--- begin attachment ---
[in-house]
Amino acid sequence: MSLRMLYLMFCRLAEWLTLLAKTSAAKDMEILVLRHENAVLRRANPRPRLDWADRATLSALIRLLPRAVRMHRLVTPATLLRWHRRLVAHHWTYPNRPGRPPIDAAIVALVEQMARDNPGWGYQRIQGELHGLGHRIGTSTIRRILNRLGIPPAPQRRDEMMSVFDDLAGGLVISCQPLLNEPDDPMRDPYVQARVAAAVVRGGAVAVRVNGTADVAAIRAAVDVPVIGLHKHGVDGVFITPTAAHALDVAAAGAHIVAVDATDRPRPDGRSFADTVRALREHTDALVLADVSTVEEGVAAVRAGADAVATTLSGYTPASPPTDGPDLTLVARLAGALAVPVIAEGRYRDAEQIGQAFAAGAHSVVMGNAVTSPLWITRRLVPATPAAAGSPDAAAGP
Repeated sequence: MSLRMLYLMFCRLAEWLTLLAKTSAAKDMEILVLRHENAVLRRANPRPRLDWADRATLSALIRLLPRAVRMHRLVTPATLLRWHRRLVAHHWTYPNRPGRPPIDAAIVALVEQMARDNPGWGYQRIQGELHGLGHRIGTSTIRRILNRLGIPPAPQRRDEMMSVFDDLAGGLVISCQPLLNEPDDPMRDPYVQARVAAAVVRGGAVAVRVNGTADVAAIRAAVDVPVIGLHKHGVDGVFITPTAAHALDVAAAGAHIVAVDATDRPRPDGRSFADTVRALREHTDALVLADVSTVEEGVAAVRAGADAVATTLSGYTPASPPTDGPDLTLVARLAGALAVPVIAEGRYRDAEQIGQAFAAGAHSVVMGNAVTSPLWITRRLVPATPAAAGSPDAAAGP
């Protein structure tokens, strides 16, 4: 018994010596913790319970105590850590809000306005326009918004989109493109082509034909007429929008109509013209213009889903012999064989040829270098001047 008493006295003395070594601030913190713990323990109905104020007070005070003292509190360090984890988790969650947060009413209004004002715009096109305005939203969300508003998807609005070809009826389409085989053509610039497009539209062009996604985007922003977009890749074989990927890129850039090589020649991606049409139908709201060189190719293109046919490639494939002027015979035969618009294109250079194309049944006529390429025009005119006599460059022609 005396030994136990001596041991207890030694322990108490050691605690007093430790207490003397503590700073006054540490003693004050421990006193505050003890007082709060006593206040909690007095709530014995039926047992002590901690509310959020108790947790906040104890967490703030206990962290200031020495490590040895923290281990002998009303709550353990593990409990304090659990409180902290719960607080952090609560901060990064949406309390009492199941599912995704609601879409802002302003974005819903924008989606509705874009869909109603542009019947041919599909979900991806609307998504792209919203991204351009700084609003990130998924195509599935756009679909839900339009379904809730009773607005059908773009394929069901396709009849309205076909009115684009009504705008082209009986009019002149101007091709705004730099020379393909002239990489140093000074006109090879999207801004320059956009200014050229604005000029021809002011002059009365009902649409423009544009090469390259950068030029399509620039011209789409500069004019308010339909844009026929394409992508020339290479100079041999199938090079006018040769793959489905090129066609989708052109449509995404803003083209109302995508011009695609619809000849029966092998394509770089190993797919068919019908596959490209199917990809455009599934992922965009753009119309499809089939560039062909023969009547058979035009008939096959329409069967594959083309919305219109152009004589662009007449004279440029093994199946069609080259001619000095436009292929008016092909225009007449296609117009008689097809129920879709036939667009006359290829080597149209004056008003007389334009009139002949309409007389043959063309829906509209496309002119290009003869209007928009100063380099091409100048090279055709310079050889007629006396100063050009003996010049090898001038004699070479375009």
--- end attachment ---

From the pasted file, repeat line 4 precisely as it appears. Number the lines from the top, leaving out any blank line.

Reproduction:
């Protein structure tokens, strides 16, 4: 018994010596913790319970105590850590809000306005326009918004989109493109082509034909007429929008109509013209213009889903012999064989040829270098001047 008493006295003395070594601030913190713990323990109905104020007070005070003292509190360090984890988790969650947060009413209004004002715009096109305005939203969300508003998807609005070809009826389409085989053509610039497009539209062009996604985007922003977009890749074989990927890129850039090589020649991606049409139908709201060189190719293109046919490639494939002027015979035969618009294109250079194309049944006529390429025009005119006599460059022609 005396030994136990001596041991207890030694322990108490050691605690007093430790207490003397503590700073006054540490003693004050421990006193505050003890007082709060006593206040909690007095709530014995039926047992002590901690509310959020108790947790906040104890967490703030206990962290200031020495490590040895923290281990002998009303709550353990593990409990304090659990409180902290719960607080952090609560901060990064949406309390009492199941599912995704609601879409802002302003974005819903924008989606509705874009869909109603542009019947041919599909979900991806609307998504792209919203991204351009700084609003990130998924195509599935756009679909839900339009379904809730009773607005059908773009394929069901396709009849309205076909009115684009009504705008082209009986009019002149101007091709705004730099020379393909002239990489140093000074006109090879999207801004320059956009200014050229604005000029021809002011002059009365009902649409423009544009090469390259950068030029399509620039011209789409500069004019308010339909844009026929394409992508020339290479100079041999199938090079006018040769793959489905090129066609989708052109449509995404803003083209109302995508011009695609619809000849029966092998394509770089190993797919068919019908596959490209199917990809455009599934992922965009753009119309499809089939560039062909023969009547058979035009008939096959329409069967594959083309919305219109152009004589662009007449004279440029093994199946069609080259001619000095436009292929008016092909225009007449296609117009008689097809129920879709036939667009006359290829080597149209004056008003007389334009009139002949309409007389043959063309829906509209496309002119290009003869209007928009100063380099091409100048090279055709310079050889007629006396100063050009003996010049090898001038004699070479375009």